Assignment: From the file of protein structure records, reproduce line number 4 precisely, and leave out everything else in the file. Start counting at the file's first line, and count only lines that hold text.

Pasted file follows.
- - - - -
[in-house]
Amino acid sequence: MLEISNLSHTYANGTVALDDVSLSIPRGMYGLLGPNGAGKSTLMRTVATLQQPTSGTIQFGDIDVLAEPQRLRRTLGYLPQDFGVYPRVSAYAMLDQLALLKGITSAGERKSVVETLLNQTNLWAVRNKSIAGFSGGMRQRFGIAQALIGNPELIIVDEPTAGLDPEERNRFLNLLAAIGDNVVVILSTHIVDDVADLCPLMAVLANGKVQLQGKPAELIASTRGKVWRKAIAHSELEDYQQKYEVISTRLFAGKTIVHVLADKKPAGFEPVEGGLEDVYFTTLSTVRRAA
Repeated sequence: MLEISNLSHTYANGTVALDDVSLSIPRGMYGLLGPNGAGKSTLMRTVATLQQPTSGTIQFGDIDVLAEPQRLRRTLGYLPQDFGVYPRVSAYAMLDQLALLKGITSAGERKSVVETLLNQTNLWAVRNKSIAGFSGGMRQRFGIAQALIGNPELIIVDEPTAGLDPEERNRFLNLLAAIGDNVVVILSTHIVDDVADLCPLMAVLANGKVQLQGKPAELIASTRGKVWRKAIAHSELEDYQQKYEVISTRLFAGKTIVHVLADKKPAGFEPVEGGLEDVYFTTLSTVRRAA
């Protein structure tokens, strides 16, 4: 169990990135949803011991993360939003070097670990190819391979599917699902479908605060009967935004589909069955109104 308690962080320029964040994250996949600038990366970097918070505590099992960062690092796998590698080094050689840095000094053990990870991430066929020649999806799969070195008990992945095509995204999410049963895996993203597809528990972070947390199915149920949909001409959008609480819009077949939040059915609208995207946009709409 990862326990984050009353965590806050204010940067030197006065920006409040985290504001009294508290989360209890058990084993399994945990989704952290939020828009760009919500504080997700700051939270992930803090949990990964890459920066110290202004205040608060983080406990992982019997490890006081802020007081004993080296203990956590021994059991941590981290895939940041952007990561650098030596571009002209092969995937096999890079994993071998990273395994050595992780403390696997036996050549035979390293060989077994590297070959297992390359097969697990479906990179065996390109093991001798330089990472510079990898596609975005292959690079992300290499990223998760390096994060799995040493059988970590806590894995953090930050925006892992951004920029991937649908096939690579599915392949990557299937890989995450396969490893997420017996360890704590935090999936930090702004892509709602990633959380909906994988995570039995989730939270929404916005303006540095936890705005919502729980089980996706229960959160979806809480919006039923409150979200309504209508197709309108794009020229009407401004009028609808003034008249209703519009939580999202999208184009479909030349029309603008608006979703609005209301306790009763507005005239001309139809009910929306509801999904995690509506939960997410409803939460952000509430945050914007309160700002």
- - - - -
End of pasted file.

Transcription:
């Protein structure tokens, strides 16, 4: 169990990135949803011991993360939003070097670990190819391979599917699902479908605060009967935004589909069955109104 308690962080320029964040994250996949600038990366970097918070505590099992960062690092796998590698080094050689840095000094053990990870991430066929020649999806799969070195008990992945095509995204999410049963895996993203597809528990972070947390199915149920949909001409959008609480819009077949939040059915609208995207946009709409 990862326990984050009353965590806050204010940067030197006065920006409040985290504001009294508290989360209890058990084993399994945990989704952290939020828009760009919500504080997700700051939270992930803090949990990964890459920066110290202004205040608060983080406990992982019997490890006081802020007081004993080296203990956590021994059991941590981290895939940041952007990561650098030596571009002209092969995937096999890079994993071998990273395994050595992780403390696997036996050549035979390293060989077994590297070959297992390359097969697990479906990179065996390109093991001798330089990472510079990898596609975005292959690079992300290499990223998760390096994060799995040493059988970590806590894995953090930050925006892992951004920029991937649908096939690579599915392949990557299937890989995450396969490893997420017996360890704590935090999936930090702004892509709602990633959380909906994988995570039995989730939270929404916005303006540095936890705005919502729980089980996706229960959160979806809480919006039923409150979200309504209508197709309108794009020229009407401004009028609808003034008249209703519009939580999202999208184009479909030349029309603008608006979703609005209301306790009763507005005239001309139809009910929306509801999904995690509506939960997410409803939460952000509430945050914007309160700002």